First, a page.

Sometimes I think I’m the poster child for what not to do with your TFSA. I opened an account immediately when the TFSA launched in 2009 and contributed the maximum annual amount for three years, investing those funds in a couple of dividend paying stocks. I cashed out in 2011 (with a tidy $4,500 profit) to top-up the down payment on the house we live in now. Then I went years without making a contribution because life happened – we bought a new vehicle and developed the basement in our home – so TFSA contributions went on the back burner.
Once we paid off the car and the basement renovation I got super aggressive with my TFSA contributions to make up for lost time. I finally caught up on my lifetime TFSA limit in 2020, and then contributed the annual maximum in 2021 and 2022.
Then I drained the entire balance again to use for a down payment on the house we’re building right now. Catching up again will take a herculean effort, but I can use some of the proceeds from our house sale and then double-up on contributions for several years to get there.
Come to think of it, this is exactly the type of thing a TFSA should be used for. When you need a large lump sum of money without any tax consequences.
Most personal finance experts agree that the TFSA should be used for long-term investing. Indeed, when I run retirement planning projections for my clients, we typically touch the TFSA funds last after draining the RRSP/RRIF and non-registered balances.
While that makes for a nice looking retirement plan with a generous (and tax-free) estate, I’m not sure the best use of your TFSA is to leave a pot of tax-free gold at the end of the rainbow.
Consider one-time expenses that may occur throughout your lifetime. It could be a new vehicle, a home renovation, a bucket list trip, a home “upsize” or a vacation property, financial gifts to your adult children, etc. Where else can you pull funds for these expenses without incurring tax and without impacting Old Age Security benefits? And, oh by the way, you get the contribution room added back the next calendar year.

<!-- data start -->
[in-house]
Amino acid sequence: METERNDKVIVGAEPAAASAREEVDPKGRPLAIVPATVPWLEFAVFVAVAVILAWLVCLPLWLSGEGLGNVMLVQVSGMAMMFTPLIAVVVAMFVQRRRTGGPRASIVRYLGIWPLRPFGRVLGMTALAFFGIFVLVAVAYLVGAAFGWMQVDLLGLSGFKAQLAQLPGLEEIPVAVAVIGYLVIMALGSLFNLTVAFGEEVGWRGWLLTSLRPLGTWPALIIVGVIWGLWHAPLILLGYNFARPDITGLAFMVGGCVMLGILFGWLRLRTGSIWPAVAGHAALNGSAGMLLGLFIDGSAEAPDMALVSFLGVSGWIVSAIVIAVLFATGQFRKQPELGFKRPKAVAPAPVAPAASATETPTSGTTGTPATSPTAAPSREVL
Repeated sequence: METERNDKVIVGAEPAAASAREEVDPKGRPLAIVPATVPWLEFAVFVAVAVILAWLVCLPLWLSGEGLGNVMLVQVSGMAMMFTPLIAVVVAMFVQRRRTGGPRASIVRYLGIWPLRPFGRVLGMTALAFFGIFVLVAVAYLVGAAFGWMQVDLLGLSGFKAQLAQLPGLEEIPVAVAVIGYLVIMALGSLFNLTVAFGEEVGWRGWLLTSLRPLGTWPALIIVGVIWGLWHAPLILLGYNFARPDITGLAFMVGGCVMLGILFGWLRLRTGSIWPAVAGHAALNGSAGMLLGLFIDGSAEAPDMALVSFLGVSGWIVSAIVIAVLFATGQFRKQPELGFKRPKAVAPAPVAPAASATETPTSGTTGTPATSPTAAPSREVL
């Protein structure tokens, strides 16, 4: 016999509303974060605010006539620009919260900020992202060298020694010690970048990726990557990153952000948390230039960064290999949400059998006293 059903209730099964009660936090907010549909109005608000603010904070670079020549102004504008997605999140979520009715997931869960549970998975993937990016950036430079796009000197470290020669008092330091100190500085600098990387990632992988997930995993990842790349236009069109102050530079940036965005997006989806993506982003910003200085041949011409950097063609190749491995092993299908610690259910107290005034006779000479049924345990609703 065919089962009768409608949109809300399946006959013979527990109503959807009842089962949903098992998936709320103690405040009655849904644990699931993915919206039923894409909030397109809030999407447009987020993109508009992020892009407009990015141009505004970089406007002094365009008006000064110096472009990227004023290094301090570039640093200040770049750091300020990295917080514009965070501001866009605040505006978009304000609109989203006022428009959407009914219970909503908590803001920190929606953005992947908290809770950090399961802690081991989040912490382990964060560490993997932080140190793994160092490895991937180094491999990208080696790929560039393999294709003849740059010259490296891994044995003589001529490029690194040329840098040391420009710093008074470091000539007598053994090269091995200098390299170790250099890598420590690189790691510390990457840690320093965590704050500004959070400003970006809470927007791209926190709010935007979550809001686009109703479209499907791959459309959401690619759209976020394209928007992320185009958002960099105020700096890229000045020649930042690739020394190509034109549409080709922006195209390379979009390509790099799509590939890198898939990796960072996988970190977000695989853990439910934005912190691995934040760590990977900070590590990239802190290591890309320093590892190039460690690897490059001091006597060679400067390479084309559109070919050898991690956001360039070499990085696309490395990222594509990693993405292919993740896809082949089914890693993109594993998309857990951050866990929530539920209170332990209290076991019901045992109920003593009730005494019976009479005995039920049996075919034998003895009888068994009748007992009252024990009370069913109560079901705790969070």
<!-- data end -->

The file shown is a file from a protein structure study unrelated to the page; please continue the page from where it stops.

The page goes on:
It’s the TFSA, folks!
Listen, I’ve written a lot retirement plans where the client continues to contribute to their TFSA forever while still meeting all of their retirement spending needs. Hey, if you have more income than you need, then contributing to your TFSA all throughout retirement makes perfect sense.
A forever funded TFSA makes for a great hedge against surprise outcomes, spending shocks, healthcare scares, etc. There are a lot of unknowns in financial planning, so a fully funded TFSA can cover a lot of potential issues. But do you need $1M or more stashed away in your TFSA, just in case? I’d argue in some cases you might be saving just for the sake of saving.
We save to fund future consumption. So let’s start earmarking some uses for our TFSA funds. A great place to start is that list of one-time expenses (new vehicle, home reno, bucket list trip, home “upsize” or a vacation property, financial gifts for your adult children before the will is read). Heck, fund a year-long sabbatical with tax-free money. The point is to assign a purpose to the funds in this account rather than blindly saving forever.